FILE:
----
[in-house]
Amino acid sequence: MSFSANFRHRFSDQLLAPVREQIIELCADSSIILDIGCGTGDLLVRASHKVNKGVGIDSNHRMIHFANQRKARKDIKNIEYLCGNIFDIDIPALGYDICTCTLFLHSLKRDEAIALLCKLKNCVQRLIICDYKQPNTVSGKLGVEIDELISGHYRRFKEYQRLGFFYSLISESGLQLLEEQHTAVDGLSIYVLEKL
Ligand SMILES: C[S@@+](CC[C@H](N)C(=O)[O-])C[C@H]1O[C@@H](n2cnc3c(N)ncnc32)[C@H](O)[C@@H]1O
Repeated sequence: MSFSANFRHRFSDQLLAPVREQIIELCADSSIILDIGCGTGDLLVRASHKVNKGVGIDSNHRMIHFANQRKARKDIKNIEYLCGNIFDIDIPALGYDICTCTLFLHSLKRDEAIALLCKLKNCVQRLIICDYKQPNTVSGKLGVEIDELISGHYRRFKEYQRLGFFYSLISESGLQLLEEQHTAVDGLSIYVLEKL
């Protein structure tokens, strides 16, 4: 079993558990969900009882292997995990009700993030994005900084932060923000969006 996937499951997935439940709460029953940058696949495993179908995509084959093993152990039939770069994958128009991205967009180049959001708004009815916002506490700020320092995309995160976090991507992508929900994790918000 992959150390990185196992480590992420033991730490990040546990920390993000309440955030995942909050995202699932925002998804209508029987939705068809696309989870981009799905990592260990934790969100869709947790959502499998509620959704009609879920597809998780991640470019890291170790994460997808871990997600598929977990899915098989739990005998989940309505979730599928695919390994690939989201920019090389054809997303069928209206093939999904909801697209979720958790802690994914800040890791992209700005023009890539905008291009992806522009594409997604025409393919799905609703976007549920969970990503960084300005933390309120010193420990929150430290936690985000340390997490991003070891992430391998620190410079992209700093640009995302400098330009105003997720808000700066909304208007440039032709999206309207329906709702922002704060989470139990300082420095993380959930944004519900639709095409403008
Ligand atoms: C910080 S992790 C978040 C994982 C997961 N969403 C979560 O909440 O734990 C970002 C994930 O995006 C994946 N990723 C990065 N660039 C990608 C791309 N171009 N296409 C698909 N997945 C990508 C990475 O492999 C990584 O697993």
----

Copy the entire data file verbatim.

[in-house]
Amino acid sequence: MSFSANFRHRFSDQLLAPVREQIIELCADSSIILDIGCGTGDLLVRASHKVNKGVGIDSNHRMIHFANQRKARKDIKNIEYLCGNIFDIDIPALGYDICTCTLFLHSLKRDEAIALLCKLKNCVQRLIICDYKQPNTVSGKLGVEIDELISGHYRRFKEYQRLGFFYSLISESGLQLLEEQHTAVDGLSIYVLEKL
Ligand SMILES: C[S@@+](CC[C@H](N)C(=O)[O-])C[C@H]1O[C@@H](n2cnc3c(N)ncnc32)[C@H](O)[C@@H]1O
Repeated sequence: MSFSANFRHRFSDQLLAPVREQIIELCADSSIILDIGCGTGDLLVRASHKVNKGVGIDSNHRMIHFANQRKARKDIKNIEYLCGNIFDIDIPALGYDICTCTLFLHSLKRDEAIALLCKLKNCVQRLIICDYKQPNTVSGKLGVEIDELISGHYRRFKEYQRLGFFYSLISESGLQLLEEQHTAVDGLSIYVLEKL
């Protein structure tokens, strides 16, 4: 079993558990969900009882292997995990009700993030994005900084932060923000969006 996937499951997935439940709460029953940058696949495993179908995509084959093993152990039939770069994958128009991205967009180049959001708004009815916002506490700020320092995309995160976090991507992508929900994790918000 992959150390990185196992480590992420033991730490990040546990920390993000309440955030995942909050995202699932925002998804209508029987939705068809696309989870981009799905990592260990934790969100869709947790959502499998509620959704009609879920597809998780991640470019890291170790994460997808871990997600598929977990899915098989739990005998989940309505979730599928695919390994690939989201920019090389054809997303069928209206093939999904909801697209979720958790802690994914800040890791992209700005023009890539905008291009992806522009594409997604025409393919799905609703976007549920969970990503960084300005933390309120010193420990929150430290936690985000340390997490991003070891992430391998620190410079992209700093640009995302400098330009105003997720808000700066909304208007440039032709999206309207329906709702922002704060989470139990300082420095993380959930944004519900639709095409403008
Ligand atoms: C910080 S992790 C978040 C994982 C997961 N969403 C979560 O909440 O734990 C970002 C994930 O995006 C994946 N990723 C990065 N660039 C990608 C791309 N171009 N296409 C698909 N997945 C990508 C990475 O492999 C990584 O697993």